What is the Carbon Cycle?

Article Details
  • Written By: Michael Anissimov
  • Edited By: R. Kayne
  • Last Modified Date: 20 September 2019
  • Copyright Protected:
    Conjecture Corporation
  • Print this Article
Free Widgets for your Site/Blog
The average American has around 60 "bad days" a year; lack of sleep is the biggest contributing factor.  more...

October 20 ,  1973 :  The "Saturday Night Massacre"  more...

The carbon cycle is the means by which carbon atoms are exchanged between living things, the ground, the oceans, and the skies; or biosphere, geosphere, hydrosphere, and atmosphere, respectively. There is about 1,000,000 gigatons of carbon on Earth, most of which is locked in sedimentary rocks and never reaches the surface. At the surface, carbon is continuously engaging in a dynamic exchange of consumption and production. This active exchange is referred to as the carbon cycle.

The atmosphere contains approximately 750 gigatons of carbon, mostly in the form of carbon dioxide (CO2). At the consumption end of the carbon cycle, carbon is continuously being drained by 1) the process of photosynthesis, which uses carbon dioxide to create carbohydrates, and 2) the colder parts of the oceans, which are able to absorb carbon dioxide. At the production end of the carbon cycle, atmospheric carbon is continuously being replenished by the following processes: respiration of plants and animals and their decay; the burning of fossil fuels; limestone reactions; the release of carbon dioxide by warm areas of the ocean; and volcanic eruptions. The human burning of fossil fuels has slightly knocked the global carbon cycle or budget out of balance, resulting in an atmosphere with increasing levels of carbon dioxide.


The biosphere contains approximately 600 gigatons of carbon, representing the most condensed carbon pool on Earth. Through the carbon cycle, carbon circulates in and out of the biosphere as plants and animals respirate, excrete, perish, and perform photosynthesis. Soil in the form of organic matter, which plants and animals become when they die, contains about 1,500 gigatons of carbon. Some of this carbon sinks deep into the Earth into sedimentary rocks, never to surface again. Some of it reaches the oceans and dissolves. The deep oceans contain a substantial amount of carbon, about 38,000 gigatons.

About 5.5 gigatons of fossil fuel emissions are released into the atmosphere each year by human industry, creating a figurative top-heavy carbon cycle. International coalitions have been formed to limit these emissions, with moderate success so far. Remaining coal deposits total about 3,000 gigatons of carbon, and remaining oil and gas reserves make up about 300.


You might also Like


Discuss this Article

Post 11

Something that's neglected: plants have seriously depleted the CO2 levels over the millennia and are starving. There are sources that outline the process by which trillions of tons of CO2 has been withdrawn from the carbon cycle by plants and laid down as coal, reducing the CO2 from the thousands of parts per million down to mere hundreds.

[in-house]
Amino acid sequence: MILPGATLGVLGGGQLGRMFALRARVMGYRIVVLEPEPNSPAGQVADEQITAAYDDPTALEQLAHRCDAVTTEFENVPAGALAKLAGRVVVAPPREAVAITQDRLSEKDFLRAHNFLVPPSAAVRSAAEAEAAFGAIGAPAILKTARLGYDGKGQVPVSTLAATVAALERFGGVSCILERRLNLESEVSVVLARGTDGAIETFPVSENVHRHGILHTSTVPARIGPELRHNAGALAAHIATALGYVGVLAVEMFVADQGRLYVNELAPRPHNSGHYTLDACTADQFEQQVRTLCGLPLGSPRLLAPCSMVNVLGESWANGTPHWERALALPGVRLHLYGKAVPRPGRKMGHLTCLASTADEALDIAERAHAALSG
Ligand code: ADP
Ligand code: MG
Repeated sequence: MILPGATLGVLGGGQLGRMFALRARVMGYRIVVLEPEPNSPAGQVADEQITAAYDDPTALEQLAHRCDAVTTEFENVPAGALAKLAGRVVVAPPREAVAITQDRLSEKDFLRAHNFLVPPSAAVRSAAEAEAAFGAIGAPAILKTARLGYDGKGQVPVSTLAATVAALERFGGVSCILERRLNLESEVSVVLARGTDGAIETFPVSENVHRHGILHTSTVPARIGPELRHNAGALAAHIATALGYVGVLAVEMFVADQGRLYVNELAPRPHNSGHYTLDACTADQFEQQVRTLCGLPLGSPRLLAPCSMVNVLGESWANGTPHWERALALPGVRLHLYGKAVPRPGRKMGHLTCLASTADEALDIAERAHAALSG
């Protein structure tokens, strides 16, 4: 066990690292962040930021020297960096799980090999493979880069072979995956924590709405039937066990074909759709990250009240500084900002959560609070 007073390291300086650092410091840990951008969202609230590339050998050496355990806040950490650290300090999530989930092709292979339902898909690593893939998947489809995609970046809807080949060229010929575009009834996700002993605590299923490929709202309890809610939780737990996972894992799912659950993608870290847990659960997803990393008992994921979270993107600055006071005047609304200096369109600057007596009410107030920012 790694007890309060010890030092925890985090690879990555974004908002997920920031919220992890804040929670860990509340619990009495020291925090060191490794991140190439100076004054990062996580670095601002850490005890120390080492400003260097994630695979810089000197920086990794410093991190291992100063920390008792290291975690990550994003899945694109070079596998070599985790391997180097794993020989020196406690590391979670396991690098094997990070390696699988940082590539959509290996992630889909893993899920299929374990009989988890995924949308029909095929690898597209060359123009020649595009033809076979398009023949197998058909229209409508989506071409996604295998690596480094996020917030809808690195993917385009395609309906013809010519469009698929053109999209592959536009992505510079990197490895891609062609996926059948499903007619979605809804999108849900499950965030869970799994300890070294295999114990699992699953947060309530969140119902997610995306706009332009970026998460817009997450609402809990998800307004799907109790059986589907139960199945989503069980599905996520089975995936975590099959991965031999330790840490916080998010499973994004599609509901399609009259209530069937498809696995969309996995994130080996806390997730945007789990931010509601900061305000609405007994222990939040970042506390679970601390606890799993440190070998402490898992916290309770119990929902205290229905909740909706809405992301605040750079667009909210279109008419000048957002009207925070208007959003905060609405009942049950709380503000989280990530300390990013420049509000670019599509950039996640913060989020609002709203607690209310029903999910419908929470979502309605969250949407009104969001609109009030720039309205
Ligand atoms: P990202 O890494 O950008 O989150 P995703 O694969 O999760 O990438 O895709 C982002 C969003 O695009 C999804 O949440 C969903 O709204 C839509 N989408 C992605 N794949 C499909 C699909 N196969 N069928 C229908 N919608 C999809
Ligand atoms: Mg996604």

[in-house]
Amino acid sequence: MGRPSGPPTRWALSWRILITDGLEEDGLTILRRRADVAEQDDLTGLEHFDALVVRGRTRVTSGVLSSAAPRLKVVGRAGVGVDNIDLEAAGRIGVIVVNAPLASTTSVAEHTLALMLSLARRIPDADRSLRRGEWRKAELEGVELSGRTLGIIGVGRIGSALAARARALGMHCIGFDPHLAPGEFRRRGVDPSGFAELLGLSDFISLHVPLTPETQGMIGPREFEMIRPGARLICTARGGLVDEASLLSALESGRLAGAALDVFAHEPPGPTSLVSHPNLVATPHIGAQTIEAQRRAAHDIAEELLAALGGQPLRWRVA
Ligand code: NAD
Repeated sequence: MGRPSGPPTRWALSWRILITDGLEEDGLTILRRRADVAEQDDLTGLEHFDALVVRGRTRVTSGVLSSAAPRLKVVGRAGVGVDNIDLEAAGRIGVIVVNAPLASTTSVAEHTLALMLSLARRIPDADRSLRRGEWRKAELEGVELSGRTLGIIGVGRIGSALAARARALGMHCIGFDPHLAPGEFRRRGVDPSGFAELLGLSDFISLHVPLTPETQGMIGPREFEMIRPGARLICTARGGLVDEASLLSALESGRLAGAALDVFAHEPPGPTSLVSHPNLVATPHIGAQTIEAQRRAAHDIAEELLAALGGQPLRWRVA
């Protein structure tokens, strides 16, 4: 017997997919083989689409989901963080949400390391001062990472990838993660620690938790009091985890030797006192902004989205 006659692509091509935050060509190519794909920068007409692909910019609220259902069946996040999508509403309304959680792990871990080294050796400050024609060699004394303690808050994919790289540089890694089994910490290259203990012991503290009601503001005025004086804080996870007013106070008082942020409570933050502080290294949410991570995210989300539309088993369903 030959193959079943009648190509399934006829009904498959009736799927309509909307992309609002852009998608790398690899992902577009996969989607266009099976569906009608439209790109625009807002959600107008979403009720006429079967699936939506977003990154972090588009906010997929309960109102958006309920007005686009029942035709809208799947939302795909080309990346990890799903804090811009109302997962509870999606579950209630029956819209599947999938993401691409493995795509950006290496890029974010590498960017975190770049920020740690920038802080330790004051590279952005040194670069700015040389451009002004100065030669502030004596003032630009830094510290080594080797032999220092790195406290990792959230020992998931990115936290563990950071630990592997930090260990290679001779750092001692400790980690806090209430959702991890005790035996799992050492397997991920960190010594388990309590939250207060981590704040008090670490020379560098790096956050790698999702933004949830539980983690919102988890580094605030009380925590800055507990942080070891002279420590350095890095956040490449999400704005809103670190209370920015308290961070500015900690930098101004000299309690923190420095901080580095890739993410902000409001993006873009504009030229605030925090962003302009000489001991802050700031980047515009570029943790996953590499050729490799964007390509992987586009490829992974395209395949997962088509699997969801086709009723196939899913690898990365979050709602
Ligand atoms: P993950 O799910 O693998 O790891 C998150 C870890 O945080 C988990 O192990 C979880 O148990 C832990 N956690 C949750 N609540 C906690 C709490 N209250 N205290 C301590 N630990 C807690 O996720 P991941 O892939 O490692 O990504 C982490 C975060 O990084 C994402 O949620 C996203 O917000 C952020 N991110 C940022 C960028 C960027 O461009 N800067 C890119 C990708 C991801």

The scary bit is, if CO2 drops below 200 ppm, 97 percent of all plant life will starve to death..

Post 9

What do trees have to do with the carbon cycle and oxygen?

Please help.

Post 8

how much carbon do our home air conditioners release?

Post 7

I had to write an essay and this helped a ton! thanks much!

Post 5

it's not just at night it is also in winter. If you have seen al gore's an inconvenient truth, then you can know that when the trees lose their leaves they also emit carbon dioxide since it is through the leaf that the carbon dioxide is taken to the actual tree.

Post 4

I'm wondering, what is a gigaton/gigatons? Is it a measurement?

Post 3

WOWWWW!!!!! my dad asked me how many gigatons make up an atom and i said there is no such thing as a gigaton. and then i went to school and was going to ask my science teacher but he's a jerk so i didn't then i looked on google and found out that there was such thing as a gigaton... i thank you and for teaching me this. -Sarah :]

Post 2

Hi Michele,

I think you're fine. Plants do have different processes at night than during the day, but it would be very difficult for you to have so many plants that the carbon dioxide could actually be dangerous.

You can read a bit more (comments, too!) at

Good Luck!

Post 1

I read some place that plants give off carbon dioxide at night so you don't want to keep a lot of them in your bedroom. I have about 12 big plants in my bedroom. Do plants really give off carbon dioxide at night or do they just give off oxygen all the time?



Post your comments

Post Anonymously


forgot password?